India on Monday launched an ambitious mission to soft-land on the surface of the moon and deploy a rover, seeking to become only the fourth country to do so after Russia, the US and China.
Chandrayaan-2, Sanskrit for "moon vehicle," lifted off at 2:43 p.m. local time from the spaceport of Sriharikota in the country's south, Nikkei reported.
The first attempt to launch the mission on July 15 was aborted at the eleventh hour due to a technical glitch. An expert committee, formed to analyze the issue and suggest remedial action, said it had "identified the root cause of the technical snag and all corrective actions had been implemented," according to a brief statement from India's space agency on July 18.
Demand for polymers in India has seen a slight recovery, a week after the easing of restrictions on industrial operations to curb the Covid-19 pandemic.
Russia is questioning a US-proposed global legal framework for mining on the moon, saying the document would have to be examined thoroughly to make sure it complies with international laws before it is officially proposed.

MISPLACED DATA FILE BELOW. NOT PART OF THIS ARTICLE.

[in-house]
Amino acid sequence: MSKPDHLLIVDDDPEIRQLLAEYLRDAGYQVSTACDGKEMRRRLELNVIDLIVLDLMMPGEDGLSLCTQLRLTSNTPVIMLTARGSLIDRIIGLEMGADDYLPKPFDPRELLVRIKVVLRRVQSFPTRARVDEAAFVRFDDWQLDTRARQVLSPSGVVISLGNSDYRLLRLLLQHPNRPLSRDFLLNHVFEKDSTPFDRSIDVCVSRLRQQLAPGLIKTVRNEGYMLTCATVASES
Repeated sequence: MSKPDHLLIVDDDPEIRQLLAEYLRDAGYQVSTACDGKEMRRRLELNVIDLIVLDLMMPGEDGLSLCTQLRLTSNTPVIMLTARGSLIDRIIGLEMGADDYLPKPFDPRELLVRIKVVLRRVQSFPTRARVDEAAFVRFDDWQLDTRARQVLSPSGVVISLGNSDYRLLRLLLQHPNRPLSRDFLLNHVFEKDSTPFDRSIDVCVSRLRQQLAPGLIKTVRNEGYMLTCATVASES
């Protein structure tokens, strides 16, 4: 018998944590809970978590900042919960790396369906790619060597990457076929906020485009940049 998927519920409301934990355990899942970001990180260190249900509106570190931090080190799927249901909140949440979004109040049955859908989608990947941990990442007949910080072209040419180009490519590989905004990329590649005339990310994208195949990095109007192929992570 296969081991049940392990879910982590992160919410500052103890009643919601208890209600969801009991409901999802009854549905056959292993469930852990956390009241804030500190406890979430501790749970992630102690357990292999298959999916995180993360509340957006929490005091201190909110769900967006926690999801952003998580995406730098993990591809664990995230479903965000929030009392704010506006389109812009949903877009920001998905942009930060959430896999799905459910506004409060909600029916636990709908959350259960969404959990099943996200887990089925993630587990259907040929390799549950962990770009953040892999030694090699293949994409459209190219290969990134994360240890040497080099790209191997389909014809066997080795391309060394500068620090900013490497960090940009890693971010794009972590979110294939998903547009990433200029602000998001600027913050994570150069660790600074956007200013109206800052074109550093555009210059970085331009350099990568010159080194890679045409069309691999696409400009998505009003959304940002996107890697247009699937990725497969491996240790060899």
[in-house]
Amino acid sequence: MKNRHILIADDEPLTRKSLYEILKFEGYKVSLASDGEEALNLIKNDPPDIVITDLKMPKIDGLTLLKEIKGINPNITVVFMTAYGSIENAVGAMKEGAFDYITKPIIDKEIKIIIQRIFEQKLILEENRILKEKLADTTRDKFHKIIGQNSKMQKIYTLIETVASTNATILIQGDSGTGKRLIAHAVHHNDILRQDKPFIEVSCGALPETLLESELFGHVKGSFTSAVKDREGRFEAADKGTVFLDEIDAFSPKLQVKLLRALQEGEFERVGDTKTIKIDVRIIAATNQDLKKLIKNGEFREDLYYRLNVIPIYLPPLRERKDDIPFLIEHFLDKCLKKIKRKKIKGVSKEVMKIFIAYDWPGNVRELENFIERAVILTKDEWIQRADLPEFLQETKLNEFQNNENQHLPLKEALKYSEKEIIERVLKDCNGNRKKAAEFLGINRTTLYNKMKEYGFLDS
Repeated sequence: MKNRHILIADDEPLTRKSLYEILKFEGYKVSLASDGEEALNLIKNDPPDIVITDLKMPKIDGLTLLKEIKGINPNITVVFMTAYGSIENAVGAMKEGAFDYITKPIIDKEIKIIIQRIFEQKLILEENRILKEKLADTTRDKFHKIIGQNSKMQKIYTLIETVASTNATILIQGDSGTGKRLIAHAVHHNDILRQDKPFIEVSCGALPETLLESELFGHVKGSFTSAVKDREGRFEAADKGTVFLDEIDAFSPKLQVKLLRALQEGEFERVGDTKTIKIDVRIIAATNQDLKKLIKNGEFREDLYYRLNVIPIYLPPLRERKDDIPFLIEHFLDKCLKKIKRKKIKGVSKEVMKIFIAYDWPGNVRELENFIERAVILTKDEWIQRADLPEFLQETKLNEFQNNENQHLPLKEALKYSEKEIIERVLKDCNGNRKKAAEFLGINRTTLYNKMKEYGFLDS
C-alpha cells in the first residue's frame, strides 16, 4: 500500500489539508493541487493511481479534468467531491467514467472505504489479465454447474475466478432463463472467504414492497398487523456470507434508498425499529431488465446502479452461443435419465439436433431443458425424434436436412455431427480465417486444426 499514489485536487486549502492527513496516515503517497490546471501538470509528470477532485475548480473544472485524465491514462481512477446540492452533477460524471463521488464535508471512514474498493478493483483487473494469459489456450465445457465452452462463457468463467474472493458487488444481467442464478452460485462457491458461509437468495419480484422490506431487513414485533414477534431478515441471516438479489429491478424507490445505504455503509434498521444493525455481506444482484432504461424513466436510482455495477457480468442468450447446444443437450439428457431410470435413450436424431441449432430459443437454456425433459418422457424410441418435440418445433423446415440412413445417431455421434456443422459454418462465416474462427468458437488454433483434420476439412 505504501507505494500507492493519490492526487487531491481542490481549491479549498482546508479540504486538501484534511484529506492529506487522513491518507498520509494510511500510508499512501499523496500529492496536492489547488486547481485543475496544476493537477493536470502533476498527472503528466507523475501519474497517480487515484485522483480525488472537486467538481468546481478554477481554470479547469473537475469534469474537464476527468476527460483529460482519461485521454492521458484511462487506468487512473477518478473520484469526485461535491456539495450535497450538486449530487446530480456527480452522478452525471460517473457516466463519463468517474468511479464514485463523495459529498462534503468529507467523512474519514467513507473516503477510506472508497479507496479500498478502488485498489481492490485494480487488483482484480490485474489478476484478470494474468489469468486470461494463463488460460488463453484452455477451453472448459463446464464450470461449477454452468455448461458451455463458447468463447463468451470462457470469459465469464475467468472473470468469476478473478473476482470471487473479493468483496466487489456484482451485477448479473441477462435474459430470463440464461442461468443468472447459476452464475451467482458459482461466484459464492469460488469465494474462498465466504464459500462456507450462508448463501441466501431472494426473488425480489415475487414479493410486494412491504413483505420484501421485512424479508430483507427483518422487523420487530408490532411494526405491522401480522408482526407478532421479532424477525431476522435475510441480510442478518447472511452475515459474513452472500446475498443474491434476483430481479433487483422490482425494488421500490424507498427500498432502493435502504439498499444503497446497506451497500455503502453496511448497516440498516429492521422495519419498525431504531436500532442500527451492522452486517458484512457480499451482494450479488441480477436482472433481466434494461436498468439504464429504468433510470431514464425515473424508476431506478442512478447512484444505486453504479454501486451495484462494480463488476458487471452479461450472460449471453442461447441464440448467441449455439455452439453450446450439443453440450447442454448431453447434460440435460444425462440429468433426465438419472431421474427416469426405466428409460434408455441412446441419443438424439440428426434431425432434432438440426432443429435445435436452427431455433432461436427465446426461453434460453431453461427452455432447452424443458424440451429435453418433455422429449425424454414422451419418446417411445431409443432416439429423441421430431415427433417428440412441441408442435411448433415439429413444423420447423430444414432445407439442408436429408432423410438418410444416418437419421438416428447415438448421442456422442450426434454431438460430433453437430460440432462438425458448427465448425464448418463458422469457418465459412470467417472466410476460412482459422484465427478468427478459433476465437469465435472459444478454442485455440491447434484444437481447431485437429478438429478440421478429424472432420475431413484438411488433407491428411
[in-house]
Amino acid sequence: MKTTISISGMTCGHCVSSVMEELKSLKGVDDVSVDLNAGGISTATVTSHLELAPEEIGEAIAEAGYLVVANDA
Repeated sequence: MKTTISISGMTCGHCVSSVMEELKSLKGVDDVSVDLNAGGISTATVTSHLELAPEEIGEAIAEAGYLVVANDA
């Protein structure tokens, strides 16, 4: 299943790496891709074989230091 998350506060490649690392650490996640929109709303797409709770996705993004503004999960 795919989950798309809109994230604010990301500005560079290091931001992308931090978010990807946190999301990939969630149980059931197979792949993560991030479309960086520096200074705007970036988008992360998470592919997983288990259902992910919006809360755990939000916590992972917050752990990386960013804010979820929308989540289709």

The Indian government has warned all chemical plants to take precautionary measures while resuming operations following yesterday's fatal leak at the LG Polymers India (LGPI) plant, potentially complicating restarts as the country's Covid-19 lockdown eases.
India's bitumen consumption fell by 5pc to 6.3mn t in the 2019-20 financial year that ended 31 March, hit by tighter availability of funds for road construction.
State-controlled NLC India has partially halted power generation at its biggest plant after a fire at one of its electricity producing units.
India's Adani Ports and Special Economic Zone (APSEZ) — the operator of one of the world's largest coal import terminals, Mundra — will focus on reducing operating costs and conserving cash in the 2020-21 financial year that started on 1 April amid the Covid-19 pandemic.